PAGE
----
We had a comfortable night stay in a cosy room in the home of the local head of JK Police at Judda village. Next morning we got treated on a sumptuous breakfast. Rottis with home made ghee and country chicken complemented with some bufalo milk.
We bid goodbye to our hosts and jumped into a tempo taxi back down into the Chenab valley to our starting point. The AK47 armed guard accompanied us to the police station of Arnas where we met the superintendent of police. We received a warm welcome but were not allowed to proceed mentioning the presence of militants in the mountains.
We decided to resume from Chenani bypassing the first planned ridgeline. We had lunch and took a local bus to Sudh Mahadev village where we packed up food for our next 3 day rudgeline traverse. We packed up aloo paratha, samosas, rottis and some in between snacks.
This 2nd ridgeline separating Tawi and Chenab river valleys would take us from Chenani to Bhaderwah. After a short climb we decided to settle down in the last hamlet of Kusar. A kind farmer invited us to stay in home, a beautiful house made of wood and mud. The balcony was offering a birds eye view on the Tawi river below.
He was farming onions, potato and garlic and had a few goatties and buffalos in the basement. He offered us salty tea and bufallo milk. We kindly refused dinner as we had packed up our own food. We slept on the wooden balcony as a thousand lights appeared in the valley below.
Next morning we climbed out of the valley along a wide path to the top ridgeline. A solid 800m ascent. Unlike my last journey in March, the alpine meadows above were full of life. We passed several summer dwellings used by shepherds and villagers to graze their cattle in the snow fed meadows.
Some 300m below the main ridgeline we found a spring where sheep were quenching their thirst. We settled down for breakfast gobbling up one aloo paratha. The Survey map was – as always – an accrate guide in these unexplored mountains with a myriad of trails going in all directions.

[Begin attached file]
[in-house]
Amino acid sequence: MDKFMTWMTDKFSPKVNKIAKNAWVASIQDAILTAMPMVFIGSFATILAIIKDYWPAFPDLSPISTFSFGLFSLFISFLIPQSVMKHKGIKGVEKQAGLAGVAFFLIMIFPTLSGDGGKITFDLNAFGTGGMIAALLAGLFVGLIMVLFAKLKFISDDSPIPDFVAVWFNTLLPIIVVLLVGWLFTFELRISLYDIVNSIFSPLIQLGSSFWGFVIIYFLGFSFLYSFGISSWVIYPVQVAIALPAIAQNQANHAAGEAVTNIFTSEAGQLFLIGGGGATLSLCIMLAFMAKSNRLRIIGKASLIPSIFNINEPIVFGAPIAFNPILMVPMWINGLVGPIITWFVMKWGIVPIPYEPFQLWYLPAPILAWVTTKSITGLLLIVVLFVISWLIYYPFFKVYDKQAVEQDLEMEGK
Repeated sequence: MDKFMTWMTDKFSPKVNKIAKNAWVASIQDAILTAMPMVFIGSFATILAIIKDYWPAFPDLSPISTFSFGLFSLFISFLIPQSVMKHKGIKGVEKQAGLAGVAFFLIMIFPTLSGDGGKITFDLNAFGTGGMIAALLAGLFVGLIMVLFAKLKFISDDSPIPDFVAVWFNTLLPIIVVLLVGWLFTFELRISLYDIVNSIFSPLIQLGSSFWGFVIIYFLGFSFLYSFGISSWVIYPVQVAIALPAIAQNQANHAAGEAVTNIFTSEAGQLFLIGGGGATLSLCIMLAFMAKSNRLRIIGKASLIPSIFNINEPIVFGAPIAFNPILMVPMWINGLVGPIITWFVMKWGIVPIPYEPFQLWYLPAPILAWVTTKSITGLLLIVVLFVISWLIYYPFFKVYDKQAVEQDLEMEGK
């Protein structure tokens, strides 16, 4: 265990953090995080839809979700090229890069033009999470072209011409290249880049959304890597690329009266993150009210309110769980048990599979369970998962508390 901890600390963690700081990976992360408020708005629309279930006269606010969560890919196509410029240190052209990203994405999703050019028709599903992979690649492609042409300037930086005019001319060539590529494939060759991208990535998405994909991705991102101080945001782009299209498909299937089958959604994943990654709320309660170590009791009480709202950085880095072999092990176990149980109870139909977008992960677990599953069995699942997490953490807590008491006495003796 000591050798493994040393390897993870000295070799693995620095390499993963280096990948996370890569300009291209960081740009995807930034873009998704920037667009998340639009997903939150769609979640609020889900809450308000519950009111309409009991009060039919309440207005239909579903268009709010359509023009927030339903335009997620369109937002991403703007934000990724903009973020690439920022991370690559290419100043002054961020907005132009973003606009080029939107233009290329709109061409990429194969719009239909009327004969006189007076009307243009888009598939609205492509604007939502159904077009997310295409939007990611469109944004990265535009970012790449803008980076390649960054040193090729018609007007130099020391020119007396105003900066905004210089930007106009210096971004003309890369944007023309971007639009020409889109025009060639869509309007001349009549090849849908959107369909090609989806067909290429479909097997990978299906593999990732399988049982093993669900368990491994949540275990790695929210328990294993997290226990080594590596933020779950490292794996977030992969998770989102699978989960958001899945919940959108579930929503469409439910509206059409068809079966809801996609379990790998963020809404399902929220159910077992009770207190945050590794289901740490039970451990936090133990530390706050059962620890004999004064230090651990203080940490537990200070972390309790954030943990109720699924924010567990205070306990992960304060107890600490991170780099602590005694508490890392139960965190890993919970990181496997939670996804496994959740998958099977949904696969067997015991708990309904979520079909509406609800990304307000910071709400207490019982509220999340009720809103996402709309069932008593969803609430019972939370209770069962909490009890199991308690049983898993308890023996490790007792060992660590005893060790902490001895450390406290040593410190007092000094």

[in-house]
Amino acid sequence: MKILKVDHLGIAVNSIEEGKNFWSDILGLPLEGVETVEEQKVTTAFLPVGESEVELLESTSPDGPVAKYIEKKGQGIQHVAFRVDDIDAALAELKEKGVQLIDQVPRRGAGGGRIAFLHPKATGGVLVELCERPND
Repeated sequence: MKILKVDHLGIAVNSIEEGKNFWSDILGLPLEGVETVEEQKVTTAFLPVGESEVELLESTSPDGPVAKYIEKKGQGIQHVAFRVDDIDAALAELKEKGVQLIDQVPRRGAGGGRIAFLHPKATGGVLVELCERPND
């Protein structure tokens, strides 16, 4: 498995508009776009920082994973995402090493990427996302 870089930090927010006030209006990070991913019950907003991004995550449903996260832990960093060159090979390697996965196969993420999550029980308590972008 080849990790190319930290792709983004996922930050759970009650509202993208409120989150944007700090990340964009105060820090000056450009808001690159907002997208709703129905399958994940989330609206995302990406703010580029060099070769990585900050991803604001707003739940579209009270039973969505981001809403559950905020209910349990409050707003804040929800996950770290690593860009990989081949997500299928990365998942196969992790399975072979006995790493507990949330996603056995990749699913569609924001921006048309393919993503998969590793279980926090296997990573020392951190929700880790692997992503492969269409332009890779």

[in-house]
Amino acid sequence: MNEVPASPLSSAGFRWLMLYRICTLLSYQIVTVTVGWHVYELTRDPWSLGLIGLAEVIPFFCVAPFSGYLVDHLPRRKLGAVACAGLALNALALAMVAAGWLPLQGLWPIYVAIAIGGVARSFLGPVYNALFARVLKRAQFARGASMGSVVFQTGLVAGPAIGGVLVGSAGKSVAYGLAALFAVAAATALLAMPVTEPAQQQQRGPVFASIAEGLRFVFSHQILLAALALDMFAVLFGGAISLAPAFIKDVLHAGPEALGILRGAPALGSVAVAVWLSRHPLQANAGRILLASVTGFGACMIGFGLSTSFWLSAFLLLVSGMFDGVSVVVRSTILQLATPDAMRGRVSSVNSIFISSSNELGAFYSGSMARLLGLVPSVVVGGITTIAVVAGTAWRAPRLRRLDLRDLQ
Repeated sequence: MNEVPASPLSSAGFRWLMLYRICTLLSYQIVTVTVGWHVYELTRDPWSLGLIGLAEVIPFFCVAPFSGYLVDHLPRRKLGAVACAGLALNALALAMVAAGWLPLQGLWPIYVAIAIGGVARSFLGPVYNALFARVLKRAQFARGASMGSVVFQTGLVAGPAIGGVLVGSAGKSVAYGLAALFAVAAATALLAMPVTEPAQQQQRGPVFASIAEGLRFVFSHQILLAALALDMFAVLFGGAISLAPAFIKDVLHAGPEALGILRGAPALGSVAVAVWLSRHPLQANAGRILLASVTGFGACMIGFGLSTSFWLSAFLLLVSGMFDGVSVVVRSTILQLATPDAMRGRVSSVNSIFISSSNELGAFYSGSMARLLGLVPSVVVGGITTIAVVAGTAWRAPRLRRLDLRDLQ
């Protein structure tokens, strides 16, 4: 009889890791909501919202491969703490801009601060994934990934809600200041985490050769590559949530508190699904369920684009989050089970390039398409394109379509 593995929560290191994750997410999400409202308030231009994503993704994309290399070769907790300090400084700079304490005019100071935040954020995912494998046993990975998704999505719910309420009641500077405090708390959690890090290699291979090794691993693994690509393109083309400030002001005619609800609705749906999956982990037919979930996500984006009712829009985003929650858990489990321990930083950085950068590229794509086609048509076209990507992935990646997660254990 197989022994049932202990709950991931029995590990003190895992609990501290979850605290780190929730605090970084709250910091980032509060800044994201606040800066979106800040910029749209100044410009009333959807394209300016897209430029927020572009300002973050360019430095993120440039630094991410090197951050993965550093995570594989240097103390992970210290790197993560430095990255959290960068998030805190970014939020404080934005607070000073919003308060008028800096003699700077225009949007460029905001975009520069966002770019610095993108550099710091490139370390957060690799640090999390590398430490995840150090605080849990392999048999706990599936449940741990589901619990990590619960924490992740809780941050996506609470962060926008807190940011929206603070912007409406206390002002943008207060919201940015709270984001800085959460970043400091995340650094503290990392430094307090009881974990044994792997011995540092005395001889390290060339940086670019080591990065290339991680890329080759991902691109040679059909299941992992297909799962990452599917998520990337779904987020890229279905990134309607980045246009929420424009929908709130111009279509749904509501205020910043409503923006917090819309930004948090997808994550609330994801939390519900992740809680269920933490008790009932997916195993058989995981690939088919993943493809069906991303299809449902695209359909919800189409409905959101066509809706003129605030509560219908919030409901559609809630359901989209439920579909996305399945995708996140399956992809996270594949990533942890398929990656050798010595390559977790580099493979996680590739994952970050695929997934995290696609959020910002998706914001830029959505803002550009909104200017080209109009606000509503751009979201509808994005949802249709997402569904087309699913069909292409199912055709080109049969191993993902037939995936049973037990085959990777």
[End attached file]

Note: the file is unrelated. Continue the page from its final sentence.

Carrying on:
Once we hit the main ridgeline between Chenab-Tawu valleys we gradually ascended to 3000m altitude. Impossible a month ago due to winter snow. This time we were hiking in lush green meadows. The snowline had retreated to 3800m. Where I hardly met anyone on top in March this time we had umpteen encounters.
We met several shepherds along the way whom were curious to know where we heading. Being non touristic we were probably the first outsiders passing by. In two sevtions there was no trail on the Survey map but we were successful in connecting the ttop ridgeline, miniming elevation loss.
We passed a scenic lake and temple called Dera Top. Sometimes the ridgeline was covered by wide green meadows, sometimes it became a steep trail negotiating a narrow rocky traverse. We kept ascending, descending and contouring small peaks along the ridgeline passing by numerous mud-wood houses along the way providing summer shelter for people and animals.
In the afternoon we crossed another picturesque location. A lake and temple called Dhunagalak which appeared to be an annual pilgrim destination. We saw remains of tent camps and lot of garbage left behind. We were now at the base of the Kalasant peak (3300m) which appeared to steep to climb.
I noticed a nice contouring path on the Survey map to get us around this steep section. A wide rock path took us through mesmerizing pine forest. Small gullies descended from the Kalasant peak providing us with drinking water. We also had the negotiate a few snow covered gullues.
The path eventually too us to a gentle slope from where we could ascent to the main ridgeline again. Two shepherd families from Jammu had put up camp here in beautiful meadows. Men, women, kids, 10 horses, 100 sheep, 5 dogs and all gears necessary to stay the entire summer high in the mountains.
They kindly incited us to stay over and gave us some salty tea freshly milked from goats small kids were playing in grass, teenagers were helping with various activities, women were cooking and men were grazing sheep in the surrounding meadows. We settled down next to a warm campfire as the night temperature at 3300m dropped soon.
We pitched up our minimalist tent nearby. The outer cover of a quecha T2 tent put up with a single hiking pole. Comfortable shelter for two just weighing 500 grams. We shared dinner with families – rottis and dhal. As the night set in a thousand stars appeared in the skies above. Dogs were guarding the herd from nocturnal predators roaming in these forests